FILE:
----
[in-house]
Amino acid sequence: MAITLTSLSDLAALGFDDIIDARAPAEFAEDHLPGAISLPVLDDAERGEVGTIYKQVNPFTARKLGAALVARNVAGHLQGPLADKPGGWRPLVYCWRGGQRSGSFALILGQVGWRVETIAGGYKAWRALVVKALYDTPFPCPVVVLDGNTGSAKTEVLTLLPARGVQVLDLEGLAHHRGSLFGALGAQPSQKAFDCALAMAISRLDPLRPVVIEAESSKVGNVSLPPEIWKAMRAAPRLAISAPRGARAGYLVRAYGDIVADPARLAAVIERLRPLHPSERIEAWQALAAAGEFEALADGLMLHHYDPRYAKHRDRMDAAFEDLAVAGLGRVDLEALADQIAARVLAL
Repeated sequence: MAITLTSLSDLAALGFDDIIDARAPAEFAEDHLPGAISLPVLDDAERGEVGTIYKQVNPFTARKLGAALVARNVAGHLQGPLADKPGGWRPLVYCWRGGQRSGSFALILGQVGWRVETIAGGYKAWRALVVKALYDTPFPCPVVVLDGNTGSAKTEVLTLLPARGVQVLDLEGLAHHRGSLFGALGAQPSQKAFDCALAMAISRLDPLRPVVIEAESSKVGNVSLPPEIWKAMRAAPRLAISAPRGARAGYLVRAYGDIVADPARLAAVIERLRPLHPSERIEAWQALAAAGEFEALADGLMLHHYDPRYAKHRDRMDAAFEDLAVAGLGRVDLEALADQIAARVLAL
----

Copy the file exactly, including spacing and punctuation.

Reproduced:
[in-house]
Amino acid sequence: MAITLTSLSDLAALGFDDIIDARAPAEFAEDHLPGAISLPVLDDAERGEVGTIYKQVNPFTARKLGAALVARNVAGHLQGPLADKPGGWRPLVYCWRGGQRSGSFALILGQVGWRVETIAGGYKAWRALVVKALYDTPFPCPVVVLDGNTGSAKTEVLTLLPARGVQVLDLEGLAHHRGSLFGALGAQPSQKAFDCALAMAISRLDPLRPVVIEAESSKVGNVSLPPEIWKAMRAAPRLAISAPRGARAGYLVRAYGDIVADPARLAAVIERLRPLHPSERIEAWQALAAAGEFEALADGLMLHHYDPRYAKHRDRMDAAFEDLAVAGLGRVDLEALADQIAARVLAL
Repeated sequence: MAITLTSLSDLAALGFDDIIDARAPAEFAEDHLPGAISLPVLDDAERGEVGTIYKQVNPFTARKLGAALVARNVAGHLQGPLADKPGGWRPLVYCWRGGQRSGSFALILGQVGWRVETIAGGYKAWRALVVKALYDTPFPCPVVVLDGNTGSAKTEVLTLLPARGVQVLDLEGLAHHRGSLFGALGAQPSQKAFDCALAMAISRLDPLRPVVIEAESSKVGNVSLPPEIWKAMRAAPRLAISAPRGARAGYLVRAYGDIVADPARLAAVIERLRPLHPSERIEAWQALAAAGEFEALADGLMLHHYDPRYAKHRDRMDAAFEDLAVAGLGRVDLEALADQIAARVLAL